Sequel to Drakin: The Story of Raiya I read some two months ago, this book takes place some 10 years later. Among the three candidates, this one “won” when I was choosing what to read first this year.Continue reading
The last book I’ve read in 2018 is a re-read of the very first self-published book I’ve read, back in 2016. This was a mixed-feelings return, for reasons I’ll mention later.Continue reading
This has been, in a way, a long-awaited read for me. One of the Goodreads group I am part of scheduled it as a re-read for late 2018 and, seeing how highly rated it is, I decided to join.
Not the best idea, in retrospective.Continue reading
After two Sci-Fi books (Jurrasic Park and Resist), I got to read a book that is some kind of a mix of Sci-Fi and Fantasy. Another step into the unknown for me – and one that worked for me.
This is a read that was in the queue for a while – I bought it on sale around the release of the newest movie. Yet, it was something I was considering reading so I went for it.
The trilogy started with Ordination and followed by Stillbright ends here. The looming threat of Braech’s followers is closing while followers of the Mother are recovering from the battle for Thornhurst.
By the battle’s end, the children of the corrupt Lionel Delondeur are prisoners of war and while they struggle to trust each other, it’s their armies that threaten the situation even more.
Along with those two, there are other visitors to Thornhurst: Allystaire’s sister and Garth, now her husband, along with the Iron Ravens. Cerisia. And, to my surprise, Rede.
The beginning takes a long time to deal with seeking a solution for Barony Delondeur and who of the two siblings would take the throne without causing even more damage. While that might sound like boring politics, the struggles around are ever-present as soldiers revolt against the pact Allystaire tries to forge.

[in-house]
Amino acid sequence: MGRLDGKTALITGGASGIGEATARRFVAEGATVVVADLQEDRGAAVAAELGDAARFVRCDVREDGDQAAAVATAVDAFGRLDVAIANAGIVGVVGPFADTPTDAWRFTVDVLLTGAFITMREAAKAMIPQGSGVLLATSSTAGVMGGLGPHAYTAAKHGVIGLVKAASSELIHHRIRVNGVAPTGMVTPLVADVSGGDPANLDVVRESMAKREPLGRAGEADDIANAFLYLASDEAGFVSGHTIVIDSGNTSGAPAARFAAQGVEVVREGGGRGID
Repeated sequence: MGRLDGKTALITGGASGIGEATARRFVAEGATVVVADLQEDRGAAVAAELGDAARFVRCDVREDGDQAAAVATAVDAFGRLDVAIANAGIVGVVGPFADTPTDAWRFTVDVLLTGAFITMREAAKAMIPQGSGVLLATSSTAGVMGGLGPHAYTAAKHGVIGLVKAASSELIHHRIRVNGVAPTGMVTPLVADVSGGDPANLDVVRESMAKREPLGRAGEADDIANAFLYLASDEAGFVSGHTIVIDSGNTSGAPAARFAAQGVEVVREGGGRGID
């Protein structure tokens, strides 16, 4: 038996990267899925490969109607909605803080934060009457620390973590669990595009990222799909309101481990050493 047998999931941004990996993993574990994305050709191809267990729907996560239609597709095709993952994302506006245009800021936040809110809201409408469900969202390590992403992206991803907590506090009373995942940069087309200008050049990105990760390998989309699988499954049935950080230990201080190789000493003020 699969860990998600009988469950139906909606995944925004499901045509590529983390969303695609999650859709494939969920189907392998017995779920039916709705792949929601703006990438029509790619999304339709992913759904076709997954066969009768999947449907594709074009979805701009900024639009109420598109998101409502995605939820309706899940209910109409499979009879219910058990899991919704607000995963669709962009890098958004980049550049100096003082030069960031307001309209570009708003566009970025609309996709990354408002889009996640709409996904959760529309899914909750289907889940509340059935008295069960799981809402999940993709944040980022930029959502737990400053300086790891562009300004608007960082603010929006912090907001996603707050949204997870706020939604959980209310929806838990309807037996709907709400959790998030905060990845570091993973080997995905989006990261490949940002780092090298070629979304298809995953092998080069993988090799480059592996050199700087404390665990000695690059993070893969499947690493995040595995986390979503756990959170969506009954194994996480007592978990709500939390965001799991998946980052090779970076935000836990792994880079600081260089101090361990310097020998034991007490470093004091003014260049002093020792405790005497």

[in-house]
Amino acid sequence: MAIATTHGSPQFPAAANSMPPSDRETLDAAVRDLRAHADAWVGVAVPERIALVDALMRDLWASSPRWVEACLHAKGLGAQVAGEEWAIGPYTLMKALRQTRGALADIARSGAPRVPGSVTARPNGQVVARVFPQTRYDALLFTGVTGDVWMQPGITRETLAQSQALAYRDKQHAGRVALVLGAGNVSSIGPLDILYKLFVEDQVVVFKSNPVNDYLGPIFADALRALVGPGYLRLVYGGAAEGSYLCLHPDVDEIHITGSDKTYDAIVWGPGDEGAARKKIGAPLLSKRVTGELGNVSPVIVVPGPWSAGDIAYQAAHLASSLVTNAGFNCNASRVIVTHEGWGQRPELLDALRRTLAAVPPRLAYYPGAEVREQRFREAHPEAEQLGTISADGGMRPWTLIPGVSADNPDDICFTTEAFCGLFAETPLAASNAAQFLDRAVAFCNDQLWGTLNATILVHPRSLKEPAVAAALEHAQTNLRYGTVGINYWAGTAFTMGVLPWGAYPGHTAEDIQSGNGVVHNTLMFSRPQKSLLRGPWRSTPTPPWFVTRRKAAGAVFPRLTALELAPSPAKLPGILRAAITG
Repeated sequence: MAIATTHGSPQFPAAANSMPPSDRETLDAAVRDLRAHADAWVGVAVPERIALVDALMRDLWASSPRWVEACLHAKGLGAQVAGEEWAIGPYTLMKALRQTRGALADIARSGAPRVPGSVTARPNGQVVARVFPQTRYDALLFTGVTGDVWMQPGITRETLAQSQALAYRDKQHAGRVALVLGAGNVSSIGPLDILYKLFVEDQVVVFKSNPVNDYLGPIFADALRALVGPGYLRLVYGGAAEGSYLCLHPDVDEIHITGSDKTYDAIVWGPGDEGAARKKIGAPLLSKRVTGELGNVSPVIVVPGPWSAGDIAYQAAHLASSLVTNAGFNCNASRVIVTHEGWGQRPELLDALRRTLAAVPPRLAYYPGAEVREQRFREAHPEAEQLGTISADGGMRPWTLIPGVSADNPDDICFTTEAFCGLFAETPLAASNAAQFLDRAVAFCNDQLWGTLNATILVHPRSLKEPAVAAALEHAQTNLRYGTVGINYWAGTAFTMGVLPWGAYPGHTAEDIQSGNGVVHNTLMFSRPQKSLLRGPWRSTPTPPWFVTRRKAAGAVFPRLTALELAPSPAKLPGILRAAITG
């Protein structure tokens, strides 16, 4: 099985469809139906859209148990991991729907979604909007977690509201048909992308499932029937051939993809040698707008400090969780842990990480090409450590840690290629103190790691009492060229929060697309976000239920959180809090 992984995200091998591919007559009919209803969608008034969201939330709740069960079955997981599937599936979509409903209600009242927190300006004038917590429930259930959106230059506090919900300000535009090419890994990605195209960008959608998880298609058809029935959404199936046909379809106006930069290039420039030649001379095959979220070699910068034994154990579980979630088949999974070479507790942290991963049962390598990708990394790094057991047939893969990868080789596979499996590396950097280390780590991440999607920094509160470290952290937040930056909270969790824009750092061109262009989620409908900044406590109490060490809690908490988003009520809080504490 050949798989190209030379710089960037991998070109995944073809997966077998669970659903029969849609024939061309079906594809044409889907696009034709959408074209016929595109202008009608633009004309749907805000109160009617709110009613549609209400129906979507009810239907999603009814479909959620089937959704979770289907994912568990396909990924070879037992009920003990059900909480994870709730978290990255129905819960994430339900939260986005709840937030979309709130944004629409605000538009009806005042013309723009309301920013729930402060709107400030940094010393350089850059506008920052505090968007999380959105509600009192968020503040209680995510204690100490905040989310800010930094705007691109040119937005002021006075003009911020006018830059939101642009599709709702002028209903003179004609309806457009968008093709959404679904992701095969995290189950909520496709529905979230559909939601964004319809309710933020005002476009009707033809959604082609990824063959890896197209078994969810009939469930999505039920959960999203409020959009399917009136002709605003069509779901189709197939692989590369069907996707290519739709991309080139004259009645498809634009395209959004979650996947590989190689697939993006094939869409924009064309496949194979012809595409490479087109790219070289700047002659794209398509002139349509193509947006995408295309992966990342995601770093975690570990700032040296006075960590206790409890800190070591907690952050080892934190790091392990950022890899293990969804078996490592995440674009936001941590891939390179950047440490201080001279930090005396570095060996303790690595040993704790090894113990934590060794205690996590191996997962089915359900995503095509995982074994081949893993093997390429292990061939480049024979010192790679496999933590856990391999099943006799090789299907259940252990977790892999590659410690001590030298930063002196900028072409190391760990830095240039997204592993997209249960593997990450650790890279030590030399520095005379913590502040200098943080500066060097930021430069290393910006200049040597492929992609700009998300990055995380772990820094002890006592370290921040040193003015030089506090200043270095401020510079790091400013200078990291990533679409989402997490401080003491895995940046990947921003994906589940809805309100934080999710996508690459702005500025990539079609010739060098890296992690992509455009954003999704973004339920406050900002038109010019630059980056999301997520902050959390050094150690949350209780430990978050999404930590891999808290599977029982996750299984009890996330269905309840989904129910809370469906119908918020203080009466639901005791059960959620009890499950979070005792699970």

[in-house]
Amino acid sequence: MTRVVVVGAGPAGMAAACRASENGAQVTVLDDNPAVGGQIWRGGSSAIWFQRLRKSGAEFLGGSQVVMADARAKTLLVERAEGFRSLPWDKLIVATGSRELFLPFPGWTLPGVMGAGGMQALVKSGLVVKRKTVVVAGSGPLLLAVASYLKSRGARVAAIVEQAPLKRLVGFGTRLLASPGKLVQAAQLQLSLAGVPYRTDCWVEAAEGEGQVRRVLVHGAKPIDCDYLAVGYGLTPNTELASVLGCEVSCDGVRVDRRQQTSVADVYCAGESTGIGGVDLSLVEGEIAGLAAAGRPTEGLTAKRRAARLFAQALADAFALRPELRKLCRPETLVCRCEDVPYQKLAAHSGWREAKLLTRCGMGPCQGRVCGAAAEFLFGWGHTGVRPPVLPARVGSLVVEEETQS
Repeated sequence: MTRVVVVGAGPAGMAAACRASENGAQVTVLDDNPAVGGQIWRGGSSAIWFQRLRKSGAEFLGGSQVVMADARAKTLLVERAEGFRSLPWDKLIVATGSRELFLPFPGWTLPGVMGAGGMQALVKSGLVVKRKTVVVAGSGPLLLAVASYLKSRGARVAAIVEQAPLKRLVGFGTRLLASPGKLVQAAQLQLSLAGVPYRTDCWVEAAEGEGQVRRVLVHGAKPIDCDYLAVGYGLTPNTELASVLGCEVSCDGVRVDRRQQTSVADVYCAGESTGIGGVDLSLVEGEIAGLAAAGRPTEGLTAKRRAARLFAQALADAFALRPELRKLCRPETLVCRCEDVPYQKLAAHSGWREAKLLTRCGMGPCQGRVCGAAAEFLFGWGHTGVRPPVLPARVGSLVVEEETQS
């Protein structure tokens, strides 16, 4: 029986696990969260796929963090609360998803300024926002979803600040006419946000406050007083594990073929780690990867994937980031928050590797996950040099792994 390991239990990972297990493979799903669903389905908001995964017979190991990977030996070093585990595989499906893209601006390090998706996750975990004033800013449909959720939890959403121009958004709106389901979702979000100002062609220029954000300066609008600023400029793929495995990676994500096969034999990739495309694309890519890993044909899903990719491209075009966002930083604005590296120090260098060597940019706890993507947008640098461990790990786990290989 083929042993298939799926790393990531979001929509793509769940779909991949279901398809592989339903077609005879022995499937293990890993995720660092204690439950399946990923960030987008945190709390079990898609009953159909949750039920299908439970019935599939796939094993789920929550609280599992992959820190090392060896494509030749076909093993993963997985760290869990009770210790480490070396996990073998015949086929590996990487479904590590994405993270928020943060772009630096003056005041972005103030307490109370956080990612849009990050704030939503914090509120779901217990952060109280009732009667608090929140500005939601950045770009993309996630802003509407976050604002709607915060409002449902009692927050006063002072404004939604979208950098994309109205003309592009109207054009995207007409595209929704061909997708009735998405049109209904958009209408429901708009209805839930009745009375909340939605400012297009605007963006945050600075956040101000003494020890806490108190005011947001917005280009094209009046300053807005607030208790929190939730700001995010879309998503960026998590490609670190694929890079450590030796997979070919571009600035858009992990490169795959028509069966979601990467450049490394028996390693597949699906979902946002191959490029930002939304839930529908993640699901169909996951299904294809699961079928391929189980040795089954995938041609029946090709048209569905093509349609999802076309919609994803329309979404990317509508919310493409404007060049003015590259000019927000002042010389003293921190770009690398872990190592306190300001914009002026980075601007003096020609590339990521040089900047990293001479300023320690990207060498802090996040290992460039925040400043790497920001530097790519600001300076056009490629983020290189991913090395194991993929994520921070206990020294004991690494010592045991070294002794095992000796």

In the meantime, there’s some development for Gideon who delves into mysteries of power and gods while getting some lessons from Allystaire and even others to not losing himself in it and to avoid doing something he might regret more than he’d be able to bear.
With the matters in Thornhurst settled, Allystaire creates a plan that would have the other Barons meet at the vineyards of Baron Innandan as guests of the only of them who ever tried to call for a peace council. Yet, Landen and Chaddin will find trouble in Londray as the servants of Braech tried to take over.
The new Baron Oyrwyn – the very same from which Allystaire ran away at the beginning of book one – tries to gain from the meeting and threatens the result, even if it could mean his own end. To not spoil much about his plan, I’ll only say that the number of times not only Allystaire had to keep himself from killing him were many and the young Baron would deserve his death many times over.
From there, the patchwork forces hurry to where Braech’s forces assault the weak spot of the war-torn land and the remains of Barony long-believed defeated hold the line for the others to arrive for the final battle. Both Braech and the Eldest sorcerer will face their deserved justice.
Many of the questions raised were answered, even if not all. Part of me is glad the book got an end that is truly an end. Even though it was revealed early that Symod leads the forces of Braech, it was still surprising where and how the final fight went down. It had several emotional moments, more so at the end. There’s probably much I could say but I can’t, not without massive spoilers.